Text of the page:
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Discussion Starter · #1 ·
Within a year and a half I want to break ground on a new home. I am currently starting a list of wants and requirements. I definitely want to have a nice theater in the basement and I was looking for a list of considerations for new builds. I have not seen a thread that looks at all these considerations in one spot so I have been looking an individual builds. I know that HVAC runs, plumbing, electrical can cause issues with theater so I want to have nothing hanging below the joists. I want to have two level of seating so the basement will have 10'-12' ceilings.

So my questions are these:

1. What are some design factors that can really make or break a theater?
2. What would you do different if you had the option?
 

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I wish I would have had the room length to be able to do an AT screen - I personally think having all the speakers behind the screen and making the fron look so clean is the way to go.

Plan for numerous breakers for that area - I would put at least 3 dedicated breakers wherever you plan to locate equipment.

Since you are starting from scratch, I highly recommend staggered stud walls.

Be sure to attempt to keep the space as symmetrical as possible - also, check out room mode calculators and see if you can get a space that limits the number of room modes you have to deal with.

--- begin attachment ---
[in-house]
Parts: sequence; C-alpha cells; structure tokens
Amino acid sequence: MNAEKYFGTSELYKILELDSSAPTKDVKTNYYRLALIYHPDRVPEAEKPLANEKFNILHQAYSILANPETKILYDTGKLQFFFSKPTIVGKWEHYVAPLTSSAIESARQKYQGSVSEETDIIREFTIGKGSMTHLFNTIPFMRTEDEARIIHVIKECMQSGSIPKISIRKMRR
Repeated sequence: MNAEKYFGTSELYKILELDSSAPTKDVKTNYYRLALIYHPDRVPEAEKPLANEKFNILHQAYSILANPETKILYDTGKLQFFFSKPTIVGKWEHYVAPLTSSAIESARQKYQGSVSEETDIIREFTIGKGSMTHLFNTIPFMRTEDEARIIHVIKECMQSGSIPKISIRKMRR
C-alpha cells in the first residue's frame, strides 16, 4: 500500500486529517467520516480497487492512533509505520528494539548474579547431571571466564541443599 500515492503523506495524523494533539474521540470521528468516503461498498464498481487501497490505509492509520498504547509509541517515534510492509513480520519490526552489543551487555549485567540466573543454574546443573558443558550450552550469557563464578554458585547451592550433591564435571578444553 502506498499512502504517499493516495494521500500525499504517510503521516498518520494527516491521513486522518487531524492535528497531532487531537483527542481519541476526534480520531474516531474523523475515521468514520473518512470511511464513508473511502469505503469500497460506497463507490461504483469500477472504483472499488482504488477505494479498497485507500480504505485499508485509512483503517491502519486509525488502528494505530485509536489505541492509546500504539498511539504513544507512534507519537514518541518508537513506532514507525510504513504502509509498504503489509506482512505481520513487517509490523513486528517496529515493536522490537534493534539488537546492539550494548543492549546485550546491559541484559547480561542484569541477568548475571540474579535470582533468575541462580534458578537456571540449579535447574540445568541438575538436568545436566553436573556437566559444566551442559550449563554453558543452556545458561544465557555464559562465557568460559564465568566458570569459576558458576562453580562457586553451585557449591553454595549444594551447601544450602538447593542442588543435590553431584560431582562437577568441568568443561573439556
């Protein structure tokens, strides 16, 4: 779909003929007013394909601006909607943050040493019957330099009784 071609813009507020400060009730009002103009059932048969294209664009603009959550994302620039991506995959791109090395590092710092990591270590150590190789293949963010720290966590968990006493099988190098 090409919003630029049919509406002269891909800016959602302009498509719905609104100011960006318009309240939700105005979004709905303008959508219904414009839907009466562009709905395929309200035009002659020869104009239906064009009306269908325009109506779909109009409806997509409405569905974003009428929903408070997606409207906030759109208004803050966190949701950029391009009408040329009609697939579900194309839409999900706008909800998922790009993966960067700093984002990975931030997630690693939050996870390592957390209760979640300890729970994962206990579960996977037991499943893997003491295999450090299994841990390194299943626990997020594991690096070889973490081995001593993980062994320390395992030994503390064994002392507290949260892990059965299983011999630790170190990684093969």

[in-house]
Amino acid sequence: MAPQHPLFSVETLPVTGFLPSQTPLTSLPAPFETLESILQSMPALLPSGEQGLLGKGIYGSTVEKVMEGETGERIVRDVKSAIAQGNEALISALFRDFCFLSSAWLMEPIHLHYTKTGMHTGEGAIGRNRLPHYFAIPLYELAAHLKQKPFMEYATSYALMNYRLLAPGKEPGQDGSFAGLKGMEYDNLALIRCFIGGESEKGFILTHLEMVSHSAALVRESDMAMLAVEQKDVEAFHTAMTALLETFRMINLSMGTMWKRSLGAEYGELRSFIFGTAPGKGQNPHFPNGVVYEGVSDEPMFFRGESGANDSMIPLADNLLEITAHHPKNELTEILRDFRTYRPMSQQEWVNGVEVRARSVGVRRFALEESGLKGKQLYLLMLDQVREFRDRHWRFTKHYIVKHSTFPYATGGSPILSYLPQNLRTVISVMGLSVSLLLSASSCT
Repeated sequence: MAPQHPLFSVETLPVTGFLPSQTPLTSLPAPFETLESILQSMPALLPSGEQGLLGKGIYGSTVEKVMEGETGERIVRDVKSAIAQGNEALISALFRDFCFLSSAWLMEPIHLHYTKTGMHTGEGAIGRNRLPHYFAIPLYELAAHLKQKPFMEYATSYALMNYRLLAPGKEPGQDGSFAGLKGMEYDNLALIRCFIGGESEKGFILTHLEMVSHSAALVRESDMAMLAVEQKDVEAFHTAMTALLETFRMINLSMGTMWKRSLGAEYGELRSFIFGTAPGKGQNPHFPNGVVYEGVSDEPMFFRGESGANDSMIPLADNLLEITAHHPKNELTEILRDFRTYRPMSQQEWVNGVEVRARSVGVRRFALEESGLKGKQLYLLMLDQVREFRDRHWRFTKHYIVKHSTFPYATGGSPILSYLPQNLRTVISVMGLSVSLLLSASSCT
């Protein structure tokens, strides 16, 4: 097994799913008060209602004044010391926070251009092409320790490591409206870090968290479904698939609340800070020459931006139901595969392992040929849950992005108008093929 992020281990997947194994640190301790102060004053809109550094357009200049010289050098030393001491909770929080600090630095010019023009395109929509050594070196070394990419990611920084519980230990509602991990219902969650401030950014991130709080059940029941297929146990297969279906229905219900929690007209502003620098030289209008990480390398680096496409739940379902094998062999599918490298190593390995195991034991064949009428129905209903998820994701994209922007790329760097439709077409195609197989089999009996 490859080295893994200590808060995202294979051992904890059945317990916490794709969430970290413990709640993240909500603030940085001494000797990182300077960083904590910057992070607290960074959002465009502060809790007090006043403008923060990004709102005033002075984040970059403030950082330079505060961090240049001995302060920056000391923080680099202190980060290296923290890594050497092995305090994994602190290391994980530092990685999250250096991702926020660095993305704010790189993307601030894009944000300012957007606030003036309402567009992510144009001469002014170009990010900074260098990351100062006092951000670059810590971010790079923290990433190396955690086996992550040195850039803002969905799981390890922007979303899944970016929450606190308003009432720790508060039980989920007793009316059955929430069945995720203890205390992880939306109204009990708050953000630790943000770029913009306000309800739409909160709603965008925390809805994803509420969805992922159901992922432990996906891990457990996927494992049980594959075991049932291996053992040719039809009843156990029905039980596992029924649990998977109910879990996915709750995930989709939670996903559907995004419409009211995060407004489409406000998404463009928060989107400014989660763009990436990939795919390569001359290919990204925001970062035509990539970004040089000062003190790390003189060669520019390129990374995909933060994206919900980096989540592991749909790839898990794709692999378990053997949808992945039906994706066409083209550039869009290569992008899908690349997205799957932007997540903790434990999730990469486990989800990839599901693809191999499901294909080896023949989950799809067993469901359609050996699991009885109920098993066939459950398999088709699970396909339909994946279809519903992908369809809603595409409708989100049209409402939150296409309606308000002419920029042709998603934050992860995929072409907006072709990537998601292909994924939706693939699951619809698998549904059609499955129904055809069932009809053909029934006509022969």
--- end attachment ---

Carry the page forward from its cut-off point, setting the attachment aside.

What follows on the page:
Try to keep the entry door from one of the edges - it limits your ability to do super chunks in the corners which is by far the easiest bass trapping you can do.

I am sure someone else has more! :bigsmile:
 

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Matt..The first requirement would be to use the correct type of construction and insulation of the walls and ceiling..
Depending on your environment and location, you may need to reduce sound levels as much as possible for both internal isolation or external isolation..although if your building a basement theatre, external isolation won't be much of a problem..There are experts here who can help you with this..

The next consideration will be controlling the acoustics of the room and this is an art in itself..Again there are very experienced people here who can assist you with this..But that will come further down the track..

One other thing to consider is..What size is the room going to be?
This will depend on a lot of things..How big a screen..How many seats..What budget you have overall including equipment..ect.

We would need to know a number of things before we can give you any definitive answers..and we would also need to see some plans of your proposed room..
 

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Discussion Starter · #4 ·
Great tips! Thanks.

I am currently playing with a room mode calculator


I really want to end up hiring a consultant for acoustic treatments and do it right from the beginning.

What are thoughts on staggered studs vs double wall construction? I am planning on doing double doors.

I do agree with the AT screen, and I am strongly considering an IB subwoofer or multiple placement of subwoofers.

As for electrical I was thinking of having a 100amp subfeed for the theater, if that is enough.
 

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A 100 Amps!!! :yikes: You could power half the street with that!! :D
All you need is a 20A. dedicated circuit for each.. audio.and lighting..
 

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If you're going to put in a bank of amplifiers, then you might need a bit more..but considering that a 20A. power line puts out 2200W. on your Mains supply, that should be ample..